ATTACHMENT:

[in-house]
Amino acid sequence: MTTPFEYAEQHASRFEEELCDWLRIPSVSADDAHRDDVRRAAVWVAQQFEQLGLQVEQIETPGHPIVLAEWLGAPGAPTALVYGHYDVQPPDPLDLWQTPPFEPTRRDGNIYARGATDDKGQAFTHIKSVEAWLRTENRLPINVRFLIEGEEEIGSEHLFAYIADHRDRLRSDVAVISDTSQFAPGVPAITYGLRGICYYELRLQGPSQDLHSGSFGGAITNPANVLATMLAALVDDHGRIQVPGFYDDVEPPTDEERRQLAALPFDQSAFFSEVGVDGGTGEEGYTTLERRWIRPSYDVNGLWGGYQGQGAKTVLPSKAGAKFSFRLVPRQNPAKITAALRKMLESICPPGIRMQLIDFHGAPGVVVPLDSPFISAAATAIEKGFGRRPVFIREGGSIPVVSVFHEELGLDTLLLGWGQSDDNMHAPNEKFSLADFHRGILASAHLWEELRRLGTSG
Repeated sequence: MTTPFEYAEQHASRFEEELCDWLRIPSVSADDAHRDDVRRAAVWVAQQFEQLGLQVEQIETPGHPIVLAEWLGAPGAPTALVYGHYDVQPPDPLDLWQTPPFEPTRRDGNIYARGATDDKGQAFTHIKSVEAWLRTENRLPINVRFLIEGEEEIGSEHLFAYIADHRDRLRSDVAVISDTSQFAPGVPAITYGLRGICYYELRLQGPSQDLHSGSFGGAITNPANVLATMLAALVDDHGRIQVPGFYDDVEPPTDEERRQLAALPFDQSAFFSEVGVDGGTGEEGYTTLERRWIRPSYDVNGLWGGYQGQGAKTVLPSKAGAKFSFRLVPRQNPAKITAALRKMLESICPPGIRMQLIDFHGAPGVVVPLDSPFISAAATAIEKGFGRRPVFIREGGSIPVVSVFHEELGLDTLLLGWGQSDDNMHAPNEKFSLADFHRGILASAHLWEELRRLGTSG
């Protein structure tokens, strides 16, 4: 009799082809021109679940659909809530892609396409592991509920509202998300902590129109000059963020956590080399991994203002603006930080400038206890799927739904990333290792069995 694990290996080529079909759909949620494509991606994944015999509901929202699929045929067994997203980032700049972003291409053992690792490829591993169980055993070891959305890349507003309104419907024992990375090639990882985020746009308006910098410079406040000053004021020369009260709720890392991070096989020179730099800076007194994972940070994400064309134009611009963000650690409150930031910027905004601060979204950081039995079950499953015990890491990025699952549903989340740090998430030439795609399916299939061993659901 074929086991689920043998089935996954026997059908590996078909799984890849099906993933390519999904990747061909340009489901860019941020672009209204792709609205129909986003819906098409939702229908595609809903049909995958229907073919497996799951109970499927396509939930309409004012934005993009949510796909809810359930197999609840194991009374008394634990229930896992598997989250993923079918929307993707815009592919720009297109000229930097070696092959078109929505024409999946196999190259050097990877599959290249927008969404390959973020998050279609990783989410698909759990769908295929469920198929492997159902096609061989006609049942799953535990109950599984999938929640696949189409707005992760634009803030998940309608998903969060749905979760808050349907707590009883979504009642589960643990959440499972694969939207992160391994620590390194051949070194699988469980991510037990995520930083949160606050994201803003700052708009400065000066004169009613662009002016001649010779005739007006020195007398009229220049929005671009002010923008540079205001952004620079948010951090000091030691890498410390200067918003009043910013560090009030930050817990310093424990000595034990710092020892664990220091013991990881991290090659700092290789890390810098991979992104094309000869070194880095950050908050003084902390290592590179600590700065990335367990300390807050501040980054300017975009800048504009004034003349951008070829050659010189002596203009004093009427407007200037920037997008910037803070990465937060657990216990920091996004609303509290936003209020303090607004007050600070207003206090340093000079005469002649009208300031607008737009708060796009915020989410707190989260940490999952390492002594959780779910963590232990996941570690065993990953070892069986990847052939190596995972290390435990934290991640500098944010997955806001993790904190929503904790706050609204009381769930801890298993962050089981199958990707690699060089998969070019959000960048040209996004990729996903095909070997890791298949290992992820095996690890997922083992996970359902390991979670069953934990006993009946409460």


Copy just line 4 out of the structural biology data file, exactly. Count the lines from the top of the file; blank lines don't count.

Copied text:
């Protein structure tokens, strides 16, 4: 009799082809021109679940659909809530892609396409592991509920509202998300902590129109000059963020956590080399991994203002603006930080400038206890799927739904990333290792069995 694990290996080529079909759909949620494509991606994944015999509901929202699929045929067994997203980032700049972003291409053992690792490829591993169980055993070891959305890349507003309104419907024992990375090639990882985020746009308006910098410079406040000053004021020369009260709720890392991070096989020179730099800076007194994972940070994400064309134009611009963000650690409150930031910027905004601060979204950081039995079950499953015990890491990025699952549903989340740090998430030439795609399916299939061993659901 074929086991689920043998089935996954026997059908590996078909799984890849099906993933390519999904990747061909340009489901860019941020672009209204792709609205129909986003819906098409939702229908595609809903049909995958229907073919497996799951109970499927396509939930309409004012934005993009949510796909809810359930197999609840194991009374008394634990229930896992598997989250993923079918929307993707815009592919720009297109000229930097070696092959078109929505024409999946196999190259050097990877599959290249927008969404390959973020998050279609990783989410698909759990769908295929469920198929492997159902096609061989006609049942799953535990109950599984999938929640696949189409707005992760634009803030998940309608998903969060749905979760808050349907707590009883979504009642589960643990959440499972694969939207992160391994620590390194051949070194699988469980991510037990995520930083949160606050994201803003700052708009400065000066004169009613662009002016001649010779005739007006020195007398009229220049929005671009002010923008540079205001952004620079948010951090000091030691890498410390200067918003009043910013560090009030930050817990310093424990000595034990710092020892664990220091013991990881991290090659700092290789890390810098991979992104094309000869070194880095950050908050003084902390290592590179600590700065990335367990300390807050501040980054300017975009800048504009004034003349951008070829050659010189002596203009004093009427407007200037920037997008910037803070990465937060657990216990920091996004609303509290936003209020303090607004007050600070207003206090340093000079005469002649009208300031607008737009708060796009915020989410707190989260940490999952390492002594959780779910963590232990996941570690065993990953070892069986990847052939190596995972290390435990934290991640500098944010997955806001993790904190929503904790706050609204009381769930801890298993962050089981199958990707690699060089998969070019959000960048040209996004990729996903095909070997890791298949290992992820095996690890997922083992996970359902390991979670069953934990006993009946409460």